My April reads

25 Apr
This post also features on Off-Guardian

For weeks my political focus has narrowed almost exclusively to Covid-19. It’s not that I haven’t noted other things. Increased Washington bellicosity over China, Iran and Venezuela has been hard to ignore, likewise the revelations of just how far the Labour Right went in their efforts to remove Corbyn. I’ll write on these things soon. Meanwhile Reads 2 and 3 of my April selection concern aspects of the pandemic, Read 1 a boy on a motorbike in the wrong place at the wrong time.


The Disgusting Lies on Harry Dunn (1650 words)

It’s a sign of our polarised times that so many former establishment figures are gamekeepers turned poacher.1 One such is Craig Murray, Blair’s man in Uzbekistan until he blew the whistle on its leader, Islam Karimov. Dashed inconvenient of Murray to reveal – with Karimov allowing Coalition forces to use the former Soviet Republic’s airbases for strikes on Iraq – that the man not only treated the nation’s finances as his personal piggy bank, but boiled dissidents alive.

Followers of the Assange case will know Murray works indefatiguably to publicise the serial abuses of British Justice to which this brave man has been subject, pending extradition to the USA, where he faces 175 years in jail for the crime of telling us the truth about the rather more substantial, and substantially detailed, crimes of our leaders.

Here his forensic attention to detail – ‘Journalism is tough work if you do it properly, which is presumably why the media no longer even pretend to do it.’ – is brought to bear on the starkly contrasting failure of the UK to extradite Anne Sacoolas, who mowed down young Harry Dunn as she drove on the wrong side of the road.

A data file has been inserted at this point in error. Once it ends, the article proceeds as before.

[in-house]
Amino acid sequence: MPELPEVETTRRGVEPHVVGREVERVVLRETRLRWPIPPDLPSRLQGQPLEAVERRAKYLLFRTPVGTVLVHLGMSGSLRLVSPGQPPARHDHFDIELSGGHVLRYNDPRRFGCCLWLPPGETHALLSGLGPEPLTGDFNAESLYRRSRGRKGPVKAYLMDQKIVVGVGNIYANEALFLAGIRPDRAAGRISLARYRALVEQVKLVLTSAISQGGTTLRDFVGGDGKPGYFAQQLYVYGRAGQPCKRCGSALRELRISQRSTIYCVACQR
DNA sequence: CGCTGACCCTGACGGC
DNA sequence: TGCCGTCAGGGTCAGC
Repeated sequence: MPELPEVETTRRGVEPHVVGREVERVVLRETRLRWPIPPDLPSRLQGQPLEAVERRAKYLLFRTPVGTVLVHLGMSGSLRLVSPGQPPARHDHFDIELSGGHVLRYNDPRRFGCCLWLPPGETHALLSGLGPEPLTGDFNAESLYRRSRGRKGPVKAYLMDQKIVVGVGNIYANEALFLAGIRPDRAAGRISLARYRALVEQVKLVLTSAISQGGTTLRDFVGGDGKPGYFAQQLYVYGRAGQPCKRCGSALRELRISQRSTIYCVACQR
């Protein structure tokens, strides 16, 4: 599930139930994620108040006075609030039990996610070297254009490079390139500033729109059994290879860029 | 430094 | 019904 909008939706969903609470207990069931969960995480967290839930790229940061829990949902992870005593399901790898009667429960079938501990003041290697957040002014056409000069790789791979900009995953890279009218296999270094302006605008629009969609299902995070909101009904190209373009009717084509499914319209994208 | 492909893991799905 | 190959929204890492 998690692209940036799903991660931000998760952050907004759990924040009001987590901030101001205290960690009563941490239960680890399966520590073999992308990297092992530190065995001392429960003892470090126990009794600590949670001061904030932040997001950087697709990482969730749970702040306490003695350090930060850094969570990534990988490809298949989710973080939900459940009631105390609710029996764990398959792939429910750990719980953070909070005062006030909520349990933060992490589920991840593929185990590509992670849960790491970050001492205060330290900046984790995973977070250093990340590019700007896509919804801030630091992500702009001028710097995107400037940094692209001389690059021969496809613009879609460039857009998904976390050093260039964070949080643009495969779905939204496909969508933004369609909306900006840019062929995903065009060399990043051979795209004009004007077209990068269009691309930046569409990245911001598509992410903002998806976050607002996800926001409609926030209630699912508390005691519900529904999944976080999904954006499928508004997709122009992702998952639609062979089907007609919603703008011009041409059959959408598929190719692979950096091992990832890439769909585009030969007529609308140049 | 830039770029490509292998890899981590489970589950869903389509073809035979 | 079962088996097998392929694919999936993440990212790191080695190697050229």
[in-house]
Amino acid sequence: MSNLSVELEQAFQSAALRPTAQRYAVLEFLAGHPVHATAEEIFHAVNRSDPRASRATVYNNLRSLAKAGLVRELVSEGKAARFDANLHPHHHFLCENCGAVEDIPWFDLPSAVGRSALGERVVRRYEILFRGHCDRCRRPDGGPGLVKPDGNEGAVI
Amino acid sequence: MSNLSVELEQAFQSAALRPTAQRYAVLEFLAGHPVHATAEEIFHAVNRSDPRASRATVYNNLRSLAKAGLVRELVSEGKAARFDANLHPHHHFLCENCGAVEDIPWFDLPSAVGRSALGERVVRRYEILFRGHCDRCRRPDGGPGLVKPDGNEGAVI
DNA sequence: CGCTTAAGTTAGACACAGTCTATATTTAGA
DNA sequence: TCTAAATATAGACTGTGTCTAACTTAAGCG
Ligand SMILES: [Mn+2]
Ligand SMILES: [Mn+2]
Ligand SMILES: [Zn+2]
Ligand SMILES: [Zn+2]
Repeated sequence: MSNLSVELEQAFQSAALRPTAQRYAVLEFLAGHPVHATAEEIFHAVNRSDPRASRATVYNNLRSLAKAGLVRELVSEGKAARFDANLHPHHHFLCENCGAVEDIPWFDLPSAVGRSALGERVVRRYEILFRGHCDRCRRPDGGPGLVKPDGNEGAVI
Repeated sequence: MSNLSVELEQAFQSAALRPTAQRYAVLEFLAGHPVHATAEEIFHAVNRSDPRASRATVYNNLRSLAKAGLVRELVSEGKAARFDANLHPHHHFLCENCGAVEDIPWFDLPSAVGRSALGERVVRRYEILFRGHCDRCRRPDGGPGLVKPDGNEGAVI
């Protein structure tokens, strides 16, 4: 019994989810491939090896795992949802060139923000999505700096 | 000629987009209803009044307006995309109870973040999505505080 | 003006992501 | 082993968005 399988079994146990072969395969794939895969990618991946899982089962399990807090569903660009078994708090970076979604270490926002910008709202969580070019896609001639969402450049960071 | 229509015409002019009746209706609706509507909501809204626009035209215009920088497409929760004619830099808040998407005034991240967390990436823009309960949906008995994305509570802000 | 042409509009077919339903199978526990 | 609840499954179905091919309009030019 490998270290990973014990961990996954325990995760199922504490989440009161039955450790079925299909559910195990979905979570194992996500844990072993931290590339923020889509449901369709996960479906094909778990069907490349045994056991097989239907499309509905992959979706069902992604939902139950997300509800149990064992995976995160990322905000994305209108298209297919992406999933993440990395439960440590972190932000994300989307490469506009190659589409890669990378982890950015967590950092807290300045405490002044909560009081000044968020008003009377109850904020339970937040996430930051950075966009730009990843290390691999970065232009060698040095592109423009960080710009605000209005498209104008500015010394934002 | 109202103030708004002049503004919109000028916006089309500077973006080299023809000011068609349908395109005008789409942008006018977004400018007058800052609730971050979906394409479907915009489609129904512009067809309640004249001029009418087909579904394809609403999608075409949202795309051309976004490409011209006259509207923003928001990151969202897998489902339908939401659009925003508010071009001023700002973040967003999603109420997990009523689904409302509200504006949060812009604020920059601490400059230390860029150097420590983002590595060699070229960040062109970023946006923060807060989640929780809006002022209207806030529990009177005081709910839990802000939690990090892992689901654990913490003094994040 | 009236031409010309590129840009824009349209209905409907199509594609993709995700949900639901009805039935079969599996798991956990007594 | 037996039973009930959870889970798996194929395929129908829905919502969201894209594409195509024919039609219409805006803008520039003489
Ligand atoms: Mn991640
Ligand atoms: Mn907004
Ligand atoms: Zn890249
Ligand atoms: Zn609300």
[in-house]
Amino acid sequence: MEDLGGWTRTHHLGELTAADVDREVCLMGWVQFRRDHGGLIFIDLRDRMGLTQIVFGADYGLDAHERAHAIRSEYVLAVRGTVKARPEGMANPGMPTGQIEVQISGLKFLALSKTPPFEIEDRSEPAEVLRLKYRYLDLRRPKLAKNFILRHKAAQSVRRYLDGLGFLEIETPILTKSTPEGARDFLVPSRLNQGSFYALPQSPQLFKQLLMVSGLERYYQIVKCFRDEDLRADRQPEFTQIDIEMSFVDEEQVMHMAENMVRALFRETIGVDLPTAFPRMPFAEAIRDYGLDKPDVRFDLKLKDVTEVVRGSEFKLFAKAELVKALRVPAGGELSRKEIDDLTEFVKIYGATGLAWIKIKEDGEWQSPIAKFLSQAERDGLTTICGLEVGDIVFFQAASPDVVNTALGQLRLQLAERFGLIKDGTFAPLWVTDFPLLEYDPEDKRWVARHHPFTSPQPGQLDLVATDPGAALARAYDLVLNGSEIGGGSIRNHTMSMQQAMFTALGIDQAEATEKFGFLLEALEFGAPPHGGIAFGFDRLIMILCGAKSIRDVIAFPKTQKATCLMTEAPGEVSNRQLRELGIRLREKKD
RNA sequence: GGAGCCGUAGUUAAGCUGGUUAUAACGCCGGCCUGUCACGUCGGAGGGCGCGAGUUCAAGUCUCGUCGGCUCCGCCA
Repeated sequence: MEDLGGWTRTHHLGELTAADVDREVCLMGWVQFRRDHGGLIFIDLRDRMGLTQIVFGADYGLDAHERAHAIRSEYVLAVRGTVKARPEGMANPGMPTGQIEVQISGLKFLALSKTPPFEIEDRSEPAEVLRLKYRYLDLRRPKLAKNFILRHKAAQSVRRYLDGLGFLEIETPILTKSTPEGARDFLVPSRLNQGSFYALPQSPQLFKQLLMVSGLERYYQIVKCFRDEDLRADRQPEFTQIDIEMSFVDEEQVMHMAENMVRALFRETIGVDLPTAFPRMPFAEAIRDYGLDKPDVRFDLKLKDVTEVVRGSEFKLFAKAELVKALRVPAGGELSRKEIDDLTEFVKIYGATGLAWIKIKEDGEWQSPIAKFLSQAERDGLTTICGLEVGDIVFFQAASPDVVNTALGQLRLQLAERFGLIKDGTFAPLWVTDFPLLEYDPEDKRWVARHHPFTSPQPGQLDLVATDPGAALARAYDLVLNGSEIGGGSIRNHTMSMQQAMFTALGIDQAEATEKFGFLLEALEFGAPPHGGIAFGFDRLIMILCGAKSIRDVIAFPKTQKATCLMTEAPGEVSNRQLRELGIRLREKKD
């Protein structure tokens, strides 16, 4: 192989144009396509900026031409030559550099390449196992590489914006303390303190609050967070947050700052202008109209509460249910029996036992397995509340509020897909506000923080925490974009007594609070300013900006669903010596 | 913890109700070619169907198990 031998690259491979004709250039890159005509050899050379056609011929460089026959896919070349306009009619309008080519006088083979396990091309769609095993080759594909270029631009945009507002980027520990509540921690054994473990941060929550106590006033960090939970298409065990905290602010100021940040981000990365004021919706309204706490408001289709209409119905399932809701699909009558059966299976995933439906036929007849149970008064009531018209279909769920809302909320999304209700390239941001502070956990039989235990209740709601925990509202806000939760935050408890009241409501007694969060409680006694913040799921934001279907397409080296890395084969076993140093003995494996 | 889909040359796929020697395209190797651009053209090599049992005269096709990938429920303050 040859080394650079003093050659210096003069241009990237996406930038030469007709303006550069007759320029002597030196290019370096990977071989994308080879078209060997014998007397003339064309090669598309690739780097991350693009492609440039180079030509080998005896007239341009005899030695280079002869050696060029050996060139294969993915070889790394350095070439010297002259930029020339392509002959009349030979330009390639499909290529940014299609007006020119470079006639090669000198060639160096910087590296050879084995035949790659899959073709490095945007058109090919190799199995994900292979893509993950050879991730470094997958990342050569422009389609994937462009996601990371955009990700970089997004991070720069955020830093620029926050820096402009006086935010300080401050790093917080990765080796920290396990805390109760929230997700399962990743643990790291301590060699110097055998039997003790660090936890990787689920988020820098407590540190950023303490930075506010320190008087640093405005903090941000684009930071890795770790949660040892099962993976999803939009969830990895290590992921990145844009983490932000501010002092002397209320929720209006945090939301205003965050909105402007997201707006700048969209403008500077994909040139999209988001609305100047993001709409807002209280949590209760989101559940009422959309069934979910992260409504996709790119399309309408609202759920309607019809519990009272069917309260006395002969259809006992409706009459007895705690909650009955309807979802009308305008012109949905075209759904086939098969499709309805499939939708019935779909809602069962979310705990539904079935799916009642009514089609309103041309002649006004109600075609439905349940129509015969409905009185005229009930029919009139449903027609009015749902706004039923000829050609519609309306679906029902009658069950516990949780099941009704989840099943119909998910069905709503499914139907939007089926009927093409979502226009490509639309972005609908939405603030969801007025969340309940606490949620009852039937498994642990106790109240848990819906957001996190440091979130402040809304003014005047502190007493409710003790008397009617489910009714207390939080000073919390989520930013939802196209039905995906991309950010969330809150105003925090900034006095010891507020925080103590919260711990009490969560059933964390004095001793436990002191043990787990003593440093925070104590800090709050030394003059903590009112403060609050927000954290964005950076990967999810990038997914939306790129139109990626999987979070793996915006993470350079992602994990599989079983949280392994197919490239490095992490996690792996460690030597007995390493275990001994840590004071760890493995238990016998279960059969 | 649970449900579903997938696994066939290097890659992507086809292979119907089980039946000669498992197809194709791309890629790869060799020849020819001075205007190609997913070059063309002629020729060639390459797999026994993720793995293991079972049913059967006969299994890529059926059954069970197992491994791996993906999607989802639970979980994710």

The lies we are being told have little to do with protecting Sacoolas. (Even Dunn’s family allow that hers was a tragic but understandable error, and the real crime her flight.) Still less are they to do with diplomatic immunity. Had her husband actually been a diplomat, it is likely that any diplomatic immunity would have been waived for a prima facie case this serious.

it is hard to understand why diplomatic immunity has been insisted on … the only explanation I can think of is that it was hoped … to avoid all scrutiny of Jonathon Sacoolas’ real job, which is to spy on British citizens’ communications for GCHQ …

NB though a relatively short piece at 1650 words, I endorse Murray’s advice that an earlier 3500 worder, linked early on, be read first to make full sense of the lies surrounding this case.


Merchants of death: Multibillion-dollar bailout for arms industry (1440 words)